FHA relies on section 2(c)(2) of the NHA as authority for using the appraised value, when that amount is greater than the sale price, in computing the amount of the borrower's debt to FHA. Section 2(c)(2) authorizes the Secretary, HUD "to pursue to final collection, by way of compromise or otherwise, all claims assigned by mortgagees to the Secretary in connection with real or personal property by way of deficiency or otherwise." 12 U.S.C. Sec 1703(c)(2). When the appraised value is greater than the sale price, FHA shows on its books as the outstanding debt the outstanding loan balance less the appraised value, rather than the outstanding balance minus the sale price. FHA"s decision to use this calculation of the debt is based on its determination that using a sale price that is less than the appraised value could result in the debtor challenging the sale as commercially unreasonable under section 9-507 (2) of the Uniform Commercial Code, and further, that as a matter of fairness, the borrower should be credited with the full value of the collateral when FHA, assignee of the loan, gave the lender the same credit.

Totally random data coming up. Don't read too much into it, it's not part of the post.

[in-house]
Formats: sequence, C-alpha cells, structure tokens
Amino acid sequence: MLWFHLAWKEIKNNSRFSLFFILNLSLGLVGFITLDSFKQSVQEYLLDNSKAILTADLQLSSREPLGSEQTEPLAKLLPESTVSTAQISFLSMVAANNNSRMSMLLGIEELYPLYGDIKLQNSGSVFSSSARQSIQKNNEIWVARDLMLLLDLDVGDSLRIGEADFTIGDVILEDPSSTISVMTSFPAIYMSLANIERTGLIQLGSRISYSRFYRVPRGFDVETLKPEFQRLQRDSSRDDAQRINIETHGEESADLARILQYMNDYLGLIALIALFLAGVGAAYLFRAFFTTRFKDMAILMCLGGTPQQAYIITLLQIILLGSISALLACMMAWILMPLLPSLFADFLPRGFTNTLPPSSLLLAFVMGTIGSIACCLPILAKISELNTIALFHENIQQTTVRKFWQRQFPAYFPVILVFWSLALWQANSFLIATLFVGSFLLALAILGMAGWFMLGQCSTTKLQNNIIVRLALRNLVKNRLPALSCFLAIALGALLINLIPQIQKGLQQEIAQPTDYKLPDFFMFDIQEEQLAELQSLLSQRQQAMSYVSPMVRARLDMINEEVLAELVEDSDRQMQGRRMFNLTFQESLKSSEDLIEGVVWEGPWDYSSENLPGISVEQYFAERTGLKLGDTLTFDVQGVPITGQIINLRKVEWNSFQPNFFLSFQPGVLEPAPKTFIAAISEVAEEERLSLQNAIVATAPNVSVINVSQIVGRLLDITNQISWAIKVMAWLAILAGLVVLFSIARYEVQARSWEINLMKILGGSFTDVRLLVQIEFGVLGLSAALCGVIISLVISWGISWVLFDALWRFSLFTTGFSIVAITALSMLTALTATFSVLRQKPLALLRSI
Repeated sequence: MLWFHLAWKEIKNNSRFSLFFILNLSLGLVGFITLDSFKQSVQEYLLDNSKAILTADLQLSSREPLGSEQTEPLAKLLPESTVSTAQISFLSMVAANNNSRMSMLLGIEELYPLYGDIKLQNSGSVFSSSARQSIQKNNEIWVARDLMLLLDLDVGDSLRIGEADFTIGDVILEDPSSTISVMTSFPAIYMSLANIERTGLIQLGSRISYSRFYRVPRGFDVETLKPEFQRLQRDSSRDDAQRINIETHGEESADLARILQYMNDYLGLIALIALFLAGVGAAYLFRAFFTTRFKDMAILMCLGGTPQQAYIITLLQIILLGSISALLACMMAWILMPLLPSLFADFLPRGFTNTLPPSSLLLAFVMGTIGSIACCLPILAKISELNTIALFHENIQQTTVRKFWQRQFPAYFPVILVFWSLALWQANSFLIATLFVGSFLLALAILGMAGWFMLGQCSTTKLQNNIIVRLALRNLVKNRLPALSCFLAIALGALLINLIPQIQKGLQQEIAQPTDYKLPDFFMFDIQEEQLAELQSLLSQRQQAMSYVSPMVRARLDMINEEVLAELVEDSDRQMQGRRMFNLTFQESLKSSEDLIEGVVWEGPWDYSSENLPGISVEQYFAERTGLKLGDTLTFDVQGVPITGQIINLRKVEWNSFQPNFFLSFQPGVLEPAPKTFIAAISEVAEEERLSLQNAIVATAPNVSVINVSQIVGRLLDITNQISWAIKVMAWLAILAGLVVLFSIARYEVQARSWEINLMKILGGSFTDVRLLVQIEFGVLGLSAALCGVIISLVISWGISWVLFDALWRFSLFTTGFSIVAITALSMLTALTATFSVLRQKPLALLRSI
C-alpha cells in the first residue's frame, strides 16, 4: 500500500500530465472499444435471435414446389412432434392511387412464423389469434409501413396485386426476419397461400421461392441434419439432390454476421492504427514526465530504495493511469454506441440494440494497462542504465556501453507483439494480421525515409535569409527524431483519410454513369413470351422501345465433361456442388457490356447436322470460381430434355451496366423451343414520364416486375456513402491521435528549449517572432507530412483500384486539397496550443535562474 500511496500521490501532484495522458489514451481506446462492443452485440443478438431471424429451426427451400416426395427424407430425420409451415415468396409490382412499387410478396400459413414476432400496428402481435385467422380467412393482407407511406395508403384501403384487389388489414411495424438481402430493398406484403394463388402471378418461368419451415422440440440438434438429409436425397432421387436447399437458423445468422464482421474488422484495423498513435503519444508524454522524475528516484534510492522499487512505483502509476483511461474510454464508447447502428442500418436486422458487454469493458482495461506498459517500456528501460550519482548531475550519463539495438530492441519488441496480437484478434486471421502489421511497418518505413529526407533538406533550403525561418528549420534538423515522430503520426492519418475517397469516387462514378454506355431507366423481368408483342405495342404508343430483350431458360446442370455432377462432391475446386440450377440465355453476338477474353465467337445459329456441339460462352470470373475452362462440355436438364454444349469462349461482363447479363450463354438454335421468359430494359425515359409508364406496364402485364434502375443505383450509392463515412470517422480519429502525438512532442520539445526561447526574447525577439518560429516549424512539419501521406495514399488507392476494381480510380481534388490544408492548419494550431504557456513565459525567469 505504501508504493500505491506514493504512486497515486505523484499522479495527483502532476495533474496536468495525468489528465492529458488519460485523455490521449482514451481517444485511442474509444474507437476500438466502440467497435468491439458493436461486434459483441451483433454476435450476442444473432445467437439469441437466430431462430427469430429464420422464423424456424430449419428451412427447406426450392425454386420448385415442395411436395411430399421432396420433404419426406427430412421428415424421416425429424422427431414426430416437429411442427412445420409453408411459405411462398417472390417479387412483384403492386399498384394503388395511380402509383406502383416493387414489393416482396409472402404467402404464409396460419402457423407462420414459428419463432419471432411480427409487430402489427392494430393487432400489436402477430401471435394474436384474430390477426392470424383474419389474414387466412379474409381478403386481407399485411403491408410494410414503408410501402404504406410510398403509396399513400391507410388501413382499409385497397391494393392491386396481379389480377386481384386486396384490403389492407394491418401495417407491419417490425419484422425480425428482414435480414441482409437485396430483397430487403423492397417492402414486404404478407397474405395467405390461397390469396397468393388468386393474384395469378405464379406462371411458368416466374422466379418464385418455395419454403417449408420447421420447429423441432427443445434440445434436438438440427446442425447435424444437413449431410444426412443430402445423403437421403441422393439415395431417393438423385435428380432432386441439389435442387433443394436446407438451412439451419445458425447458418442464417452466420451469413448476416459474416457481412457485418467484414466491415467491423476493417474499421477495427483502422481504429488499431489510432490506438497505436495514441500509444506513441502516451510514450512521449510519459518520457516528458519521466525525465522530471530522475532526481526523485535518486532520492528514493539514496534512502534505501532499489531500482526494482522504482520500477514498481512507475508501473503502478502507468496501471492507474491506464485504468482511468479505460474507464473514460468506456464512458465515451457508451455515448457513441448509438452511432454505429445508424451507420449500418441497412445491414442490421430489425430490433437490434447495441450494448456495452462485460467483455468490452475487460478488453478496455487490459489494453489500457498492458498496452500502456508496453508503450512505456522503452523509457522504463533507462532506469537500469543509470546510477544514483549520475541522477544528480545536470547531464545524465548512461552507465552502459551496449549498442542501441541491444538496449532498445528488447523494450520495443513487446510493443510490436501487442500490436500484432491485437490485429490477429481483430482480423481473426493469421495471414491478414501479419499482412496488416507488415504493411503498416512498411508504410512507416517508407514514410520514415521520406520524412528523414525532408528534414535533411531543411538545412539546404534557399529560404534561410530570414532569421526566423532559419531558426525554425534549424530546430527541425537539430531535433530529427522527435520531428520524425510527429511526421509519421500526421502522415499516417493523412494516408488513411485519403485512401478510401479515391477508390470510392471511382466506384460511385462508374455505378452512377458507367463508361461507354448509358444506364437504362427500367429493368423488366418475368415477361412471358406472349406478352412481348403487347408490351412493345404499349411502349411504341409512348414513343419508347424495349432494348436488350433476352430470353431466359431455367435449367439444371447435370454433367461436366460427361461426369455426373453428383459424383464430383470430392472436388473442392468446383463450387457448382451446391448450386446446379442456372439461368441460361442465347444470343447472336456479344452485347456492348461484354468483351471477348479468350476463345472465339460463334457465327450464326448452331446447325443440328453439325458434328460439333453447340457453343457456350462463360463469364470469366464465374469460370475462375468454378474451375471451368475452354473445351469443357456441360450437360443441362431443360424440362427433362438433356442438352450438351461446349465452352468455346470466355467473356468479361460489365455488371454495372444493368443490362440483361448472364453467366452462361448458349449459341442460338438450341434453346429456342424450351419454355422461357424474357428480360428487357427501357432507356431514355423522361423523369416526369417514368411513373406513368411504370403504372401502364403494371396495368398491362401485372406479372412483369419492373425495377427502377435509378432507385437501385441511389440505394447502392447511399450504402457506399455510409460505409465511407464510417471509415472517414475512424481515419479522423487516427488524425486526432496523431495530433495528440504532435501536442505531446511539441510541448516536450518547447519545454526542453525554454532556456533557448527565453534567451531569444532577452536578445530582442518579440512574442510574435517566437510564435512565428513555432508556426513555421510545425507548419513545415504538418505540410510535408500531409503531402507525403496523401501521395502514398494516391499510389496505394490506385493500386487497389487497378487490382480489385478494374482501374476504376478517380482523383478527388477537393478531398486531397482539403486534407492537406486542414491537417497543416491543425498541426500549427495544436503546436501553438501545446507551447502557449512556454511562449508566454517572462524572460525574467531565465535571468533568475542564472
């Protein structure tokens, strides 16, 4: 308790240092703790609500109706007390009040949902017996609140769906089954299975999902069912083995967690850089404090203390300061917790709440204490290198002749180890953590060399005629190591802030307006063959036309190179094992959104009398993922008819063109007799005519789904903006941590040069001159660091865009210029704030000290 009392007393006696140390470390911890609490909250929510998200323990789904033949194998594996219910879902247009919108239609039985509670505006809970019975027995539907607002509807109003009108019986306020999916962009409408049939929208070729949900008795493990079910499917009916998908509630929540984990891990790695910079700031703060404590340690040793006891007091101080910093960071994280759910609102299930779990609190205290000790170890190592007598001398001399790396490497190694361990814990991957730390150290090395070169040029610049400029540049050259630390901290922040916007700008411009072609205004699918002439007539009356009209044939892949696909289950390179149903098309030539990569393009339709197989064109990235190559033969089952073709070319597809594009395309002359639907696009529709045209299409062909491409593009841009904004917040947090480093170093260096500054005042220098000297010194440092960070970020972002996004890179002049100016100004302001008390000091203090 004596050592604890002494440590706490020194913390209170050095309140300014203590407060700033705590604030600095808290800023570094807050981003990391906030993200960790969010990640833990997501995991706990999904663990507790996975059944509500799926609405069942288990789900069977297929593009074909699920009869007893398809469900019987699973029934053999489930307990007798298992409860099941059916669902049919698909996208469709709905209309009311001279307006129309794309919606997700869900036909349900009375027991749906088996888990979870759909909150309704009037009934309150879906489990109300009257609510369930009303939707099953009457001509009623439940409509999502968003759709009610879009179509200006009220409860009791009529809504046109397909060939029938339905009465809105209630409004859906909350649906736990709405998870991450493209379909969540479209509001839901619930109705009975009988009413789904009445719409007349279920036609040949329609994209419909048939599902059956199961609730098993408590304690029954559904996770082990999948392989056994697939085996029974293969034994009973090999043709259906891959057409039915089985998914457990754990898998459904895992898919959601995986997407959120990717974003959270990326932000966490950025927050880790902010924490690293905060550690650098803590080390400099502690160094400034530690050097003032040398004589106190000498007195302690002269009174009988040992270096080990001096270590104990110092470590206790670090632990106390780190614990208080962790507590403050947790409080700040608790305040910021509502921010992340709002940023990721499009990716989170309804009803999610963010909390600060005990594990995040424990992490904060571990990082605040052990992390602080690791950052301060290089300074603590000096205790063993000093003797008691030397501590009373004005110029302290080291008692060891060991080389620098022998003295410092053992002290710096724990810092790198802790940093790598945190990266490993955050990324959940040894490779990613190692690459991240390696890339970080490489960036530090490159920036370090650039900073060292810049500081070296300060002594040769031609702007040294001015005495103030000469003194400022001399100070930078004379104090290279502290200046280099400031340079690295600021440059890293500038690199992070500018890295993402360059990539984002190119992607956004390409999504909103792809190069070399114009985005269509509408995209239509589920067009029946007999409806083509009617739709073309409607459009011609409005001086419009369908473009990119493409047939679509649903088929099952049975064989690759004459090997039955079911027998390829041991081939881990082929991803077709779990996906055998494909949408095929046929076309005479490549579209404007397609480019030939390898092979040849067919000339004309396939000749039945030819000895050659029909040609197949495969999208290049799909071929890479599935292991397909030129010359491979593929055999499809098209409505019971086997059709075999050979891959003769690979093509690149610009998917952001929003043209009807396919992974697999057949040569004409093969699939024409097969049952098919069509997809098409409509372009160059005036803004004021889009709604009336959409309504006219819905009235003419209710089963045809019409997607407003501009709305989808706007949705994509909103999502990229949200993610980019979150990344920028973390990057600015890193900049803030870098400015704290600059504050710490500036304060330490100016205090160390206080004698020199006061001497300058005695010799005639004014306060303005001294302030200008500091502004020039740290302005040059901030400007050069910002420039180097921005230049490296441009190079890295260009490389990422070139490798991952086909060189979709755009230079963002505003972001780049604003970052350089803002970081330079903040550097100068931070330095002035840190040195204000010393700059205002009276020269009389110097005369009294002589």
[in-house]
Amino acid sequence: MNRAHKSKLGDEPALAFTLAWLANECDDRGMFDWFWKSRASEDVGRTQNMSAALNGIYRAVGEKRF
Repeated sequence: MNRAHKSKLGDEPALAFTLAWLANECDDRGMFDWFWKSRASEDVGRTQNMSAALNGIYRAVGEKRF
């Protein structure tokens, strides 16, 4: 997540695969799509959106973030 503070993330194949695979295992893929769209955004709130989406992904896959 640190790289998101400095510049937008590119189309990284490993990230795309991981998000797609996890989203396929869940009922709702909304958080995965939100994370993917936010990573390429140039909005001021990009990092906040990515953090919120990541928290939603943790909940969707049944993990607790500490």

HUD's IG asserts that proper accounting practice requires that FHA record the debt as the amount of the note less any sale proceeds, without any reference to the appraised value of the home. The IG believes that if the debt is difficult to collect, section 2(c)(2) allows HUD to compromise the debt, but on a case-by-case basis only, instead of the automatic reduction of all such notes occasioned by the application of FHA's so-called "greater of" rule. The IG asserts that FHA's current practice of recording the amount of the debt only after the automatic reduction results in significant understatement of FHA's debt collection potential.

HUD's question regarding the calculation of the debt requires us to address two issues: first, whether HUD has authority to compromise the debt as it now does; and second, how the debt should be reflected in HUD's books.